Then we walked down to the marina, a place that's so ripe with memories that I can barely take a step without having a flashback. Where Nicholas stopped me from killing myself. Where we drank stolen liquor and whispered secrets we'd never told anyone else. Where we came to play after the sun set. Flying kites, smoking Camels, chasing each other and making out. At the end of the peninsula that juts out from the park, he bent down on one knee, presented me a beautiful white topaz ring and asked me to spend the rest of my life with him. Without hesitation, after dating for a mere six months, I said "yes" and have never regretted it.

We called it a pre-proposal because we didn't want to get shit from people for getting engaged after dating so briefly. It was a private affair and we told very few people. Plus Nicholas wanted to get me a more expensive ring even though I already thought he'd spent too much. Jewelry is lovely but terribly impractical.
Nicholas went to Oklahoma a little over a year after he asked me to marry him. It was the worst three months of my life after leaving Illinois. Our relationship was strained and the only thing keeping me going was my therapy. It wasn't enough though and I felt empty and alone constantly, like a piece of me had been mercilessly cut out. Though I'm not proud of it, I gave Nicholas an ultimatum. Come back or we're done. He left for Michigan the next day.

Seeing him again after so long was strange. Not only had we both changed in appearance, each of us having lost weight in addition to other physical things, but I've always been sort of like a dog. Once something or someone is out of my life for a while, I begin to forget everything about them. It was like getting to know him all over again. I reacquainted myself with his smell, his voice, his smile, his warmth. He went from an idea in my head that I was clinging onto, trying desperately not to forget, to full fledged wonderful reality.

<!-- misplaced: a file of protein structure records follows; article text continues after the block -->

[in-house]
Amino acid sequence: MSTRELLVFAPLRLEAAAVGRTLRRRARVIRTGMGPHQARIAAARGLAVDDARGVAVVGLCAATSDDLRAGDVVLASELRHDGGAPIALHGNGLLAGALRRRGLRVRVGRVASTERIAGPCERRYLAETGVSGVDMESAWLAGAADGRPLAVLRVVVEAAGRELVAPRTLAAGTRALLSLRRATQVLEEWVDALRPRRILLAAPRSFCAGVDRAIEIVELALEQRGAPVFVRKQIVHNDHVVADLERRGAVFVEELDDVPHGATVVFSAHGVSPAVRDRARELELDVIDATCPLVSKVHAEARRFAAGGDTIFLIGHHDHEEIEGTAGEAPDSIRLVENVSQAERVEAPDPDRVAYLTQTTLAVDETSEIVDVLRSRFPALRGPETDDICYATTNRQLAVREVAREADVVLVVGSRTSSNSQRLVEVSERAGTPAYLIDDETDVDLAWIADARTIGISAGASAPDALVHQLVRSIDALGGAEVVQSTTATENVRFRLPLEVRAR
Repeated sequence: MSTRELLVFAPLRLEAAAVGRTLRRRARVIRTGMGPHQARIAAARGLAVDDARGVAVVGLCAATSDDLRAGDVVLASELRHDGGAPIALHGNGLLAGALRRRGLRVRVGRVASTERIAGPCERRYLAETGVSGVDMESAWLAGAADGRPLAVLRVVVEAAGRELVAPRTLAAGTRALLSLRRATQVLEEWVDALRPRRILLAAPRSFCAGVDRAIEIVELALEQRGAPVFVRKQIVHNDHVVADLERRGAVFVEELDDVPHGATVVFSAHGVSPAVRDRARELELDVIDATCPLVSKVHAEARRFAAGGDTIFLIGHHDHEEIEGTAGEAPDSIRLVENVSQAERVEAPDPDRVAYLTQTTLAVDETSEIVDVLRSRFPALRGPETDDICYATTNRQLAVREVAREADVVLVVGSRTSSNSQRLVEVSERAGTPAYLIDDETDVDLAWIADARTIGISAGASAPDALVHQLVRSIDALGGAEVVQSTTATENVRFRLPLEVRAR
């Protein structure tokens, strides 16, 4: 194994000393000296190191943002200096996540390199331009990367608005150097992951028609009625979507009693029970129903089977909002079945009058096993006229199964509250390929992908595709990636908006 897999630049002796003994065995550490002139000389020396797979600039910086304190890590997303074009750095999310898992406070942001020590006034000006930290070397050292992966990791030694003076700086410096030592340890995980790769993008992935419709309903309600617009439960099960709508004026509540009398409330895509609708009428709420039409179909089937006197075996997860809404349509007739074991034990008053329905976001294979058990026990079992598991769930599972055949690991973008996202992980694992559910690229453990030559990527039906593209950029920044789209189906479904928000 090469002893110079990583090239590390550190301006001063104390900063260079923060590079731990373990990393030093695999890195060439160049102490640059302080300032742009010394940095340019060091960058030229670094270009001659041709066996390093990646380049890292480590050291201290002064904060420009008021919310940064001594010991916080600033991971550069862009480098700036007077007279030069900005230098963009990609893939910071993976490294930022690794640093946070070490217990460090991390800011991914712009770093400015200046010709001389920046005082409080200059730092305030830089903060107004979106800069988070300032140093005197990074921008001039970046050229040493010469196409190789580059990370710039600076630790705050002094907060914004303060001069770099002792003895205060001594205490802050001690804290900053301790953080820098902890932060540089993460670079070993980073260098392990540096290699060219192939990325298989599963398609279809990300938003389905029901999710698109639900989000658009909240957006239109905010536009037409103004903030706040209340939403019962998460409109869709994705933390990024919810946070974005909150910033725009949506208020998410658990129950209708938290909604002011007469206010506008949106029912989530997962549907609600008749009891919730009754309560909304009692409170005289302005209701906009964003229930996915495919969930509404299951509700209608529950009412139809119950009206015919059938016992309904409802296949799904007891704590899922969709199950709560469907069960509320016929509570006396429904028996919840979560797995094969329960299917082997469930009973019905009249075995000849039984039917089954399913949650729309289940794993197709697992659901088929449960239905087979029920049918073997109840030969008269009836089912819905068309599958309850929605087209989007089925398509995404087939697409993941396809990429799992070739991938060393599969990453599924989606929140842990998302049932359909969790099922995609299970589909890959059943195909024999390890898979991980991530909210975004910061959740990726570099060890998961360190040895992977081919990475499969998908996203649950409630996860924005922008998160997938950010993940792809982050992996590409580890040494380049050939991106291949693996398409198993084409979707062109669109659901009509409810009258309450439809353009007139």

The past few months had been hell - I'd tried new drugs, I was raped, I had almost no friends, I'd gotten into legal trouble, I drank almost incessantly - but we fell back into each other like nothing had changed and for the first time since he left, I felt whole again. We made love and I wept. He held me and finally, finally I wasn't afraid.

I went on a cruise with my mother a few months later. I remember being so frightened that by the time I came back, he'd be gone or fucking someone or would realize he didn't want me. We had been discussing our wedding plans frequently. When we went back down to Oklahoma (oh the places we'll go for love), we'd have a wedding down there. Black and sky blue colors, different flavored layers in the cake, a giant bubble machine and mandatory dance routines for all the bridesmaids and whatever the male version of those are called. Groomsmen? When we came back, though, there he was in the airport, waiting to pick us up. I had loved Alaska but missed him every day. My heart leapt when I saw him and when we embraced I wondered to myself, why haven't we gotten married yet? I don't care about a ring, a ceremony, anything.